Aside from practical considerations, I'm not sure restitution as the goal of the system is theoretically feasible.  Most tort cases involve monetary damages that can fairly easily ascertained.  But how does one determine the proper amount of restitution for murder?  Or rape?  Or some kind of systematic problem like perjury?  It just doesn't lend itself well to those kinds of crimes.

In the end, all this is sort of pointless because Richman doesn't show how any revised system would eliminate crime itself, it would just change the labels.  There may be different ways to deal with the aftermath of somebody whapping me over the head with a crow bar or kidnapping somebody's child, but regardless of what you call the system those are still crimes as any modern person would call them.  Sadly, Richman had it right when he said that people aren't simply going to start behaving nicely anytime soon.

I'm sympathetic to what, I think, is Richman's underlying point - that the prevalence of victimless crimes is something that ought to be of concern to anybody who thinks "freedom" is a good idea.  As I said, the current criminal justice system is clogged with people charged with offenses that have no actual victim.  But swinging all the way to the other direction and thinking, just by switching a label, that we can eliminate victims is just silly.

On a side note, I find it ironic that a libertarian and/or anarchist would resort to dealing with a problem simply by changing the label on it.  That doesn't make the problem go away, just obscures it for a while.  It's a favorite tool of repressive governments everywhere.  As Babylon 5 once had a character explain when asked when all the problems on Earth - homelessness, crime, unemployment - were solved:
When we rewrote the dictionary.
In the end, it's a trick, and not even a very clever one.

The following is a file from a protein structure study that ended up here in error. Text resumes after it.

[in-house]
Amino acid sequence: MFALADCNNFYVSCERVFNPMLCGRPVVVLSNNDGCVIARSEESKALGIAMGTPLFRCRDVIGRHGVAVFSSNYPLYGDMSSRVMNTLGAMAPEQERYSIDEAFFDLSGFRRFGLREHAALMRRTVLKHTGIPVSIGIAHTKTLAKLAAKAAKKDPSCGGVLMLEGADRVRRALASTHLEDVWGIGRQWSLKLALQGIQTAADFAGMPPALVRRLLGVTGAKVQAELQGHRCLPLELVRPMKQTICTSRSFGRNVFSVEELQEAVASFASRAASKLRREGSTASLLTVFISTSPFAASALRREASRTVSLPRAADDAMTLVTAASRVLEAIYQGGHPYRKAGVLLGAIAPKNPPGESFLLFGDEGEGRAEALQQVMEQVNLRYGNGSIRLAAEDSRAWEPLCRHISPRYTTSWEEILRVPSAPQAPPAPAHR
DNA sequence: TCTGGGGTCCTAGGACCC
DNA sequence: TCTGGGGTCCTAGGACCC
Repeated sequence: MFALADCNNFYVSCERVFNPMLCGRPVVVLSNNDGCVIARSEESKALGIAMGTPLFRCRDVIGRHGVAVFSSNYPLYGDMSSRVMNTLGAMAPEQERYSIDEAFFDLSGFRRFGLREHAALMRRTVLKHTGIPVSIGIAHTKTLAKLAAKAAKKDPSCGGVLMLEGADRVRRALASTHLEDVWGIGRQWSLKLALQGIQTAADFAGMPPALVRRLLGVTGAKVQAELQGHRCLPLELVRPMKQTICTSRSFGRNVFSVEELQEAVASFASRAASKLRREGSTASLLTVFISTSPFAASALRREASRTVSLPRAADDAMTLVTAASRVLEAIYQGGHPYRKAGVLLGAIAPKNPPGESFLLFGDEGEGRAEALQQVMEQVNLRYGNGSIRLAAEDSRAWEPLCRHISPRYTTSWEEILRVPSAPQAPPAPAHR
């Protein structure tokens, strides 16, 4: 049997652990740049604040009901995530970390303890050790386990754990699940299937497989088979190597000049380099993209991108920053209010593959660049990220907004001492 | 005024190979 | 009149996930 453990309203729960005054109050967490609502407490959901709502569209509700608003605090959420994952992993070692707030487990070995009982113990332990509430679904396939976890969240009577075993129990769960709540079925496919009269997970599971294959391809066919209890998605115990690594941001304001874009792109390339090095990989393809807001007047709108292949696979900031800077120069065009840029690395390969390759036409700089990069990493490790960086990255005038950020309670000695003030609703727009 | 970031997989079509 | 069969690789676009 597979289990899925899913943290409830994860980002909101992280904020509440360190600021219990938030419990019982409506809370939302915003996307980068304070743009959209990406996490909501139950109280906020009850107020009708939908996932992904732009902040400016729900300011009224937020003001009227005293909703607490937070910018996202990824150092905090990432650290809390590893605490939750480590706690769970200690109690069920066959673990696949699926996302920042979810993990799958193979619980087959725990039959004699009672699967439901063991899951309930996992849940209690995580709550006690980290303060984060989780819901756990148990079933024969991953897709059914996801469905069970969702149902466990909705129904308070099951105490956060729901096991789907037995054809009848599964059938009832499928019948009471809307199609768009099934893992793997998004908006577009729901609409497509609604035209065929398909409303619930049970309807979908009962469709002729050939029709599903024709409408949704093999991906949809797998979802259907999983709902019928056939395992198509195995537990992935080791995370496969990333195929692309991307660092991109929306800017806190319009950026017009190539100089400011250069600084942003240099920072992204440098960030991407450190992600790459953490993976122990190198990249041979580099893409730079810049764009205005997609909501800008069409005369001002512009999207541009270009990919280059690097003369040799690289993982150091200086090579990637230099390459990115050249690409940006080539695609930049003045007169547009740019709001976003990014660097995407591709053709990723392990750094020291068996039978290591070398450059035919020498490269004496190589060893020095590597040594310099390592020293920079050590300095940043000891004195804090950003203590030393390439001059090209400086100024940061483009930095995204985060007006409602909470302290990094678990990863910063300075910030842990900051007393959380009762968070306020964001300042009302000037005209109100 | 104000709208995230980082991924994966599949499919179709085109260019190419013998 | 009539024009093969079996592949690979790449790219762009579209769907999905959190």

December 17, 2013

You Wouldn't Like Them When They're Angry

When courts review an encounter between a cop and a member of the public to see whether the Fourth Amendment prohibition against unreasonable searches and seizures has been breached, they do so by evaluating the "totality of the circumstances."  That is, facts that, taken in isolation might appear innocent, can be given a not-so-innocent meaning when evaluated in context.  As a result, it's hard sometimes to say just what behavior will get you in trouble with cops and what won't.

To take just one example, in US v. Foreman, 369 F.3d 776 (4th Cir. 2004), a driver was pulled over based in part on the driver's "lack of eye contact" with the officer.  The court upheld the stop, but one of the judges noted (citations omitted):
[The officer's] instant reliance on [the driver's] lack of eye contact is at odds with the government's stance in other cases, in which officers attempt to ground reasonable suspicion — and sometimes successfully do so — on the fact that an individual looks or stares back at them.
In other words, it's hard sometimes to figure out just how to behave when there's a cop about.

One thing, however, is for certain - if you make a cop angry, you will most likely regret it.  As noted legal theorist Chris Rock once explained in a related context, if you make the cops chase you, you can be damned sure they're bringing an ass kicking with them.  Similarly, YouTube is littered with clips of drivers who, during a traffic stop, piss off the officer and wind up getting tasered (or worse) for their sin.